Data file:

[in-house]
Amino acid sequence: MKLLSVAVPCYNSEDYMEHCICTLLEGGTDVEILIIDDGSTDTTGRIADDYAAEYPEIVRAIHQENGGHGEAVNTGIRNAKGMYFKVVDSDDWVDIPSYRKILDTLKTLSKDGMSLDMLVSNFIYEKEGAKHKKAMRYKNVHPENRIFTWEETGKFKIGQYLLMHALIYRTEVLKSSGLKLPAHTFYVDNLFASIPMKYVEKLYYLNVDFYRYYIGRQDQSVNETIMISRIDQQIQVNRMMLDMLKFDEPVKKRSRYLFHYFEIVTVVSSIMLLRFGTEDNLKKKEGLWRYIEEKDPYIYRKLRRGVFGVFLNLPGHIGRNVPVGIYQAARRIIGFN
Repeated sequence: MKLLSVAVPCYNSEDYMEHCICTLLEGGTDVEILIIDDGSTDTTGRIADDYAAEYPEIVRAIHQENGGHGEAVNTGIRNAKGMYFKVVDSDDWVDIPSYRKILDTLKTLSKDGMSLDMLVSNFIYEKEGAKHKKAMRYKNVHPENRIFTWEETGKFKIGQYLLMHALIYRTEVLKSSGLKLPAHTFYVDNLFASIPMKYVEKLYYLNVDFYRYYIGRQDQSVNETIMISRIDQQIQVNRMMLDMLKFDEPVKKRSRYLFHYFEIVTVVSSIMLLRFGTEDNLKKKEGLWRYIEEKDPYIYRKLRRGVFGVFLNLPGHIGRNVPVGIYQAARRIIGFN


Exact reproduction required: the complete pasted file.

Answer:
[in-house]
Amino acid sequence: MKLLSVAVPCYNSEDYMEHCICTLLEGGTDVEILIIDDGSTDTTGRIADDYAAEYPEIVRAIHQENGGHGEAVNTGIRNAKGMYFKVVDSDDWVDIPSYRKILDTLKTLSKDGMSLDMLVSNFIYEKEGAKHKKAMRYKNVHPENRIFTWEETGKFKIGQYLLMHALIYRTEVLKSSGLKLPAHTFYVDNLFASIPMKYVEKLYYLNVDFYRYYIGRQDQSVNETIMISRIDQQIQVNRMMLDMLKFDEPVKKRSRYLFHYFEIVTVVSSIMLLRFGTEDNLKKKEGLWRYIEEKDPYIYRKLRRGVFGVFLNLPGHIGRNVPVGIYQAARRIIGFN
Repeated sequence: MKLLSVAVPCYNSEDYMEHCICTLLEGGTDVEILIIDDGSTDTTGRIADDYAAEYPEIVRAIHQENGGHGEAVNTGIRNAKGMYFKVVDSDDWVDIPSYRKILDTLKTLSKDGMSLDMLVSNFIYEKEGAKHKKAMRYKNVHPENRIFTWEETGKFKIGQYLLMHALIYRTEVLKSSGLKLPAHTFYVDNLFASIPMKYVEKLYYLNVDFYRYYIGRQDQSVNETIMISRIDQQIQVNRMMLDMLKFDEPVKKRSRYLFHYFEIVTVVSSIMLLRFGTEDNLKKKEGLWRYIEEKDPYIYRKLRRGVFGVFLNLPGHIGRNVPVGIYQAARRIIGFN